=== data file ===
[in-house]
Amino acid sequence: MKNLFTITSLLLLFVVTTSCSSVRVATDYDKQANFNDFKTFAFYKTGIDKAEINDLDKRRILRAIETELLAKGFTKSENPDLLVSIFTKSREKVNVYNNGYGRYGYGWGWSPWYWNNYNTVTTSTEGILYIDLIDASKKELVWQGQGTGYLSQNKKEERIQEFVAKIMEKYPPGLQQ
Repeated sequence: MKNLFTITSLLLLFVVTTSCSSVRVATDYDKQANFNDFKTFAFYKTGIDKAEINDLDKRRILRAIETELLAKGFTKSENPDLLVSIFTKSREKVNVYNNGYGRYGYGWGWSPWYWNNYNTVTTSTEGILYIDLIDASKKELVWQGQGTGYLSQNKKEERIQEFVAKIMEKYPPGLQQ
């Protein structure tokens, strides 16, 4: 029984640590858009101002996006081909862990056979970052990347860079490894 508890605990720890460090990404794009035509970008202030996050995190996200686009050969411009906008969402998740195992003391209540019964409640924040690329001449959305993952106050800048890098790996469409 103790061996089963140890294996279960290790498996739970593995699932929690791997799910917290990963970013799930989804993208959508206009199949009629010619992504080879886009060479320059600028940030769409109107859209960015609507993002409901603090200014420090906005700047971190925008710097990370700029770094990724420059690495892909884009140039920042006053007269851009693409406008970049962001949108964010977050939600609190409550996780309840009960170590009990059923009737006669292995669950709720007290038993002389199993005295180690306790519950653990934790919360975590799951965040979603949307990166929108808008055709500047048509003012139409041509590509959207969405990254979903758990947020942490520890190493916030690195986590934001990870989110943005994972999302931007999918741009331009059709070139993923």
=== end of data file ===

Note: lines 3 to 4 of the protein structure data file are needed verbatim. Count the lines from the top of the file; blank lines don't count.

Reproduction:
Repeated sequence: MKNLFTITSLLLLFVVTTSCSSVRVATDYDKQANFNDFKTFAFYKTGIDKAEINDLDKRRILRAIETELLAKGFTKSENPDLLVSIFTKSREKVNVYNNGYGRYGYGWGWSPWYWNNYNTVTTSTEGILYIDLIDASKKELVWQGQGTGYLSQNKKEERIQEFVAKIMEKYPPGLQQ
């Protein structure tokens, strides 16, 4: 029984640590858009101002996006081909862990056979970052990347860079490894 508890605990720890460090990404794009035509970008202030996050995190996200686009050969411009906008969402998740195992003391209540019964409640924040690329001449959305993952106050800048890098790996469409 103790061996089963140890294996279960290790498996739970593995699932929690791997799910917290990963970013799930989804993208959508206009199949009629010619992504080879886009060479320059600028940030769409109107859209960015609507993002409901603090200014420090906005700047971190925008710097990370700029770094990724420059690495892909884009140039920042006053007269851009693409406008970049962001949108964010977050939600609190409550996780309840009960170590009990059923009737006669292995669950709720007290038993002389199993005295180690306790519950653990934790919360975590799951965040979603949307990166929108808008055709500047048509003012139409041509590509959207969405990254979903758990947020942490520890190493916030690195986590934001990870989110943005994972999302931007999918741009331009059709070139993923």